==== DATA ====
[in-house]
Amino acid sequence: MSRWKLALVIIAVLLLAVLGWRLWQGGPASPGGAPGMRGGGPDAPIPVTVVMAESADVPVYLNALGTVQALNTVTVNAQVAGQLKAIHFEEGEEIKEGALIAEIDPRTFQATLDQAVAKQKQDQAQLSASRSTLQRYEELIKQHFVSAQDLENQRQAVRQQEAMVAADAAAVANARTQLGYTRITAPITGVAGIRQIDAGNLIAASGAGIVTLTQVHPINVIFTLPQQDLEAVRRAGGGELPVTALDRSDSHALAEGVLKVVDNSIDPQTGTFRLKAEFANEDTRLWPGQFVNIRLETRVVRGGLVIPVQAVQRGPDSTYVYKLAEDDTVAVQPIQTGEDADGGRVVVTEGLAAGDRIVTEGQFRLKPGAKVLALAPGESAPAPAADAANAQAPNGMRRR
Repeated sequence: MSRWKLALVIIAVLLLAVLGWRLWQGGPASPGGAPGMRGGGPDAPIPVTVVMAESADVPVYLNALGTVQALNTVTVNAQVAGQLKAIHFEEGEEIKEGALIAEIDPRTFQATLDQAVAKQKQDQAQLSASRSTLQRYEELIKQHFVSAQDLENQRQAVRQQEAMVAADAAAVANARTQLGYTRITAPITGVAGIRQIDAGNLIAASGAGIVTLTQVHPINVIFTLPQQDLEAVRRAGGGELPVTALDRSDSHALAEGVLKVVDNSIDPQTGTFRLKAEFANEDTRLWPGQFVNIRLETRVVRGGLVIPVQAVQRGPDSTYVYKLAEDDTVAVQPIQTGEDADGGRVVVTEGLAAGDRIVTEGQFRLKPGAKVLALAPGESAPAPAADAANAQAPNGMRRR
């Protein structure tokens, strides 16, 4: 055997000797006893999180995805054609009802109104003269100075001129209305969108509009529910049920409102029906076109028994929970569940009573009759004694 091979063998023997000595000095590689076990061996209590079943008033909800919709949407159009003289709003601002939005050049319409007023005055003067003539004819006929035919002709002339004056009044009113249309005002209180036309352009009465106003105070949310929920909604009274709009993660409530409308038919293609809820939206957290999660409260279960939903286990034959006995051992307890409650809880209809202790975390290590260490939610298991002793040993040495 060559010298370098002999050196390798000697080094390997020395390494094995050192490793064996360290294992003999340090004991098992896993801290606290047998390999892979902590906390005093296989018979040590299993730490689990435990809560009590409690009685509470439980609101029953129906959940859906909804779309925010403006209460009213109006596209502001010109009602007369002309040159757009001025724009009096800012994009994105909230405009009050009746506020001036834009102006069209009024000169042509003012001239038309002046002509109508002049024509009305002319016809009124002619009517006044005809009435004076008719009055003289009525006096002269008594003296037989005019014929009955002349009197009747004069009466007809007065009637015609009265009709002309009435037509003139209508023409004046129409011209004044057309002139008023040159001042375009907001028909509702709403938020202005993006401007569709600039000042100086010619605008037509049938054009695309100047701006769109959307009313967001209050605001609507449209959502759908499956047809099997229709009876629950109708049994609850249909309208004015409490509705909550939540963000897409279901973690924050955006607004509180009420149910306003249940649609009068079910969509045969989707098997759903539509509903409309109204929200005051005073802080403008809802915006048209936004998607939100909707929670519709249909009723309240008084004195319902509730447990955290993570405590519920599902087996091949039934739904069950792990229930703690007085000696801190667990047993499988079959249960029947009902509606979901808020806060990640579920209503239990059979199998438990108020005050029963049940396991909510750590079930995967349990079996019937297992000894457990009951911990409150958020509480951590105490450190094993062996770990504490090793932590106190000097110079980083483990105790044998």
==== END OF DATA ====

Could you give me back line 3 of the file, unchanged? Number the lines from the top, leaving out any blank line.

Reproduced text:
Repeated sequence: MSRWKLALVIIAVLLLAVLGWRLWQGGPASPGGAPGMRGGGPDAPIPVTVVMAESADVPVYLNALGTVQALNTVTVNAQVAGQLKAIHFEEGEEIKEGALIAEIDPRTFQATLDQAVAKQKQDQAQLSASRSTLQRYEELIKQHFVSAQDLENQRQAVRQQEAMVAADAAAVANARTQLGYTRITAPITGVAGIRQIDAGNLIAASGAGIVTLTQVHPINVIFTLPQQDLEAVRRAGGGELPVTALDRSDSHALAEGVLKVVDNSIDPQTGTFRLKAEFANEDTRLWPGQFVNIRLETRVVRGGLVIPVQAVQRGPDSTYVYKLAEDDTVAVQPIQTGEDADGGRVVVTEGLAAGDRIVTEGQFRLKPGAKVLALAPGESAPAPAADAANAQAPNGMRRR